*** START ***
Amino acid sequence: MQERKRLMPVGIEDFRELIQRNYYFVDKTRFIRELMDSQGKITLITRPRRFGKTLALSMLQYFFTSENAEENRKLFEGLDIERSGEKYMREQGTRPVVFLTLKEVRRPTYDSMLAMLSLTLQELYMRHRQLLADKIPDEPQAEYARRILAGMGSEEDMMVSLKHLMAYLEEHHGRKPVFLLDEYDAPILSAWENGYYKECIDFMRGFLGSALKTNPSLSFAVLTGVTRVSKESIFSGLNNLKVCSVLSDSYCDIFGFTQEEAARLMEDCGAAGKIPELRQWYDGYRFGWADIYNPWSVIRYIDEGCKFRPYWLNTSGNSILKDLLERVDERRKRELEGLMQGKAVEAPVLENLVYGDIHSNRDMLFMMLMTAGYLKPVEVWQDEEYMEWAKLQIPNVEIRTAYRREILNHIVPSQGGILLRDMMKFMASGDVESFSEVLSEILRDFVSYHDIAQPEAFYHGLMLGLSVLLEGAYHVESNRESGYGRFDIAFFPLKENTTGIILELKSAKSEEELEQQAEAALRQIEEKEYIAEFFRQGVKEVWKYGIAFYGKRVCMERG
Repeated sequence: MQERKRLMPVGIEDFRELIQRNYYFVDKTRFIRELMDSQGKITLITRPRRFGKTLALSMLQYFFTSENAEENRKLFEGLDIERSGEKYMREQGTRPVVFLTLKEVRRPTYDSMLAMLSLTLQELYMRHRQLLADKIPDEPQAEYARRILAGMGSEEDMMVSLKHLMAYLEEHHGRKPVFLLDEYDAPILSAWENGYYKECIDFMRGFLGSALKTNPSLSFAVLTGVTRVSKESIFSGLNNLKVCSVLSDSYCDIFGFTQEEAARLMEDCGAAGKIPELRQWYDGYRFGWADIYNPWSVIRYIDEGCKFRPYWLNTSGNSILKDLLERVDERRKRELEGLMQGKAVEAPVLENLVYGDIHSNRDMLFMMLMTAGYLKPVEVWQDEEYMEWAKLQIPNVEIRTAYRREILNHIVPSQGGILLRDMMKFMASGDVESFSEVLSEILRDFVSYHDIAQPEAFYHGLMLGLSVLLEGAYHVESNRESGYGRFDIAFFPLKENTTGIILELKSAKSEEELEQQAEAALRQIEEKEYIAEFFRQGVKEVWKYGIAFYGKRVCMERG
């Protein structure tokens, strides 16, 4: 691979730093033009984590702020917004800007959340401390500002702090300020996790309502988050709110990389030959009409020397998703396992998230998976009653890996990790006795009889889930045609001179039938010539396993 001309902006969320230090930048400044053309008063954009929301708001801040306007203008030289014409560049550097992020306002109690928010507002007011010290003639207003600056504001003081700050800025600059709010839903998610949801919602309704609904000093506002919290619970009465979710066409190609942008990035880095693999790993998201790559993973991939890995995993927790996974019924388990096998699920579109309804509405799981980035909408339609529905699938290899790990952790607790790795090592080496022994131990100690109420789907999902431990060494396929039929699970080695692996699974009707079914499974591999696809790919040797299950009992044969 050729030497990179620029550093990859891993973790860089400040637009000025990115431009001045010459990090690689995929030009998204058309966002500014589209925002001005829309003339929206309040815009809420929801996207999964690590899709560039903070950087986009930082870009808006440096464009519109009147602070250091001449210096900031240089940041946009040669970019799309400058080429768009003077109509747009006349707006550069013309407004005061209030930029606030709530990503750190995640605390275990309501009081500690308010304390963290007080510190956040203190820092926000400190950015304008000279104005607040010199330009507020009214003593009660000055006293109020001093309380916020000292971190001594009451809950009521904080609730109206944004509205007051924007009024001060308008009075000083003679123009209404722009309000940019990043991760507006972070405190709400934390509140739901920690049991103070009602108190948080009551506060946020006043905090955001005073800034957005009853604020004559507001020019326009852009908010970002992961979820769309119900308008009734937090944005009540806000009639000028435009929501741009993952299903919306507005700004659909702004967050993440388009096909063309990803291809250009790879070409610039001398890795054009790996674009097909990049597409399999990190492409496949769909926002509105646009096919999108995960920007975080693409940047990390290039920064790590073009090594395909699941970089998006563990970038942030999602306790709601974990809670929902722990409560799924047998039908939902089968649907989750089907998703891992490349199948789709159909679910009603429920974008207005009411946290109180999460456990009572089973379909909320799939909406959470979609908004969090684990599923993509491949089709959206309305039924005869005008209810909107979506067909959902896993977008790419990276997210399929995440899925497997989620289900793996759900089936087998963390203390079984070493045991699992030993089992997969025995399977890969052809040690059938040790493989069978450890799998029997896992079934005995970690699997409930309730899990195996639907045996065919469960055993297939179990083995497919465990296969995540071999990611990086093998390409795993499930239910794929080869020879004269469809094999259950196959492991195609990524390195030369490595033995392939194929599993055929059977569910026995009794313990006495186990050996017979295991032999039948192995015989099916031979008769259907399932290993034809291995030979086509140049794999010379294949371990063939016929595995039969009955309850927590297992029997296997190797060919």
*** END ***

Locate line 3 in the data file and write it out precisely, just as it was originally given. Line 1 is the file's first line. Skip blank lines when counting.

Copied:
């Protein structure tokens, strides 16, 4: 691979730093033009984590702020917004800007959340401390500002702090300020996790309502988050709110990389030959009409020397998703396992998230998976009653890996990790006795009889889930045609001179039938010539396993 001309902006969320230090930048400044053309008063954009929301708001801040306007203008030289014409560049550097992020306002109690928010507002007011010290003639207003600056504001003081700050800025600059709010839903998610949801919602309704609904000093506002919290619970009465979710066409190609942008990035880095693999790993998201790559993973991939890995995993927790996974019924388990096998699920579109309804509405799981980035909408339609529905699938290899790990952790607790790795090592080496022994131990100690109420789907999902431990060494396929039929699970080695692996699974009707079914499974591999696809790919040797299950009992044969 050729030497990179620029550093990859891993973790860089400040637009000025990115431009001045010459990090690689995929030009998204058309966002500014589209925002001005829309003339929206309040815009809420929801996207999964690590899709560039903070950087986009930082870009808006440096464009519109009147602070250091001449210096900031240089940041946009040669970019799309400058080429768009003077109509747009006349707006550069013309407004005061209030930029606030709530990503750190995640605390275990309501009081500690308010304390963290007080510190956040203190820092926000400190950015304008000279104005607040010199330009507020009214003593009660000055006293109020001093309380916020000292971190001594009451809950009521904080609730109206944004509205007051924007009024001060308008009075000083003679123009209404722009309000940019990043991760507006972070405190709400934390509140739901920690049991103070009602108190948080009551506060946020006043905090955001005073800034957005009853604020004559507001020019326009852009908010970002992961979820769309119900308008009734937090944005009540806000009639000028435009929501741009993952299903919306507005700004659909702004967050993440388009096909063309990803291809250009790879070409610039001398890795054009790996674009097909990049597409399999990190492409496949769909926002509105646009096919999108995960920007975080693409940047990390290039920064790590073009090594395909699941970089998006563990970038942030999602306790709601974990809670929902722990409560799924047998039908939902089968649907989750089907998703891992490349199948789709159909679910009603429920974008207005009411946290109180999460456990009572089973379909909320799939909406959470979609908004969090684990599923993509491949089709959206309305039924005869005008209810909107979506067909959902896993977008790419990276997210399929995440899925497997989620289900793996759900089936087998963390203390079984070493045991699992030993089992997969025995399977890969052809040690059938040790493989069978450890799998029997896992079934005995970690699997409930309730899990195996639907045996065919469960055993297939179990083995497919465990296969995540071999990611990086093998390409795993499930239910794929080869020879004269469809094999259950196959492991195609990524390195030369490595033995392939194929599993055929059977569910026995009794313990006495186990050996017979295991032999039948192995015989099916031979008769259907399932290993034809291995030979086509140049794999010379294949371990063939016929595995039969009955309850927590297992029997296997190797060919």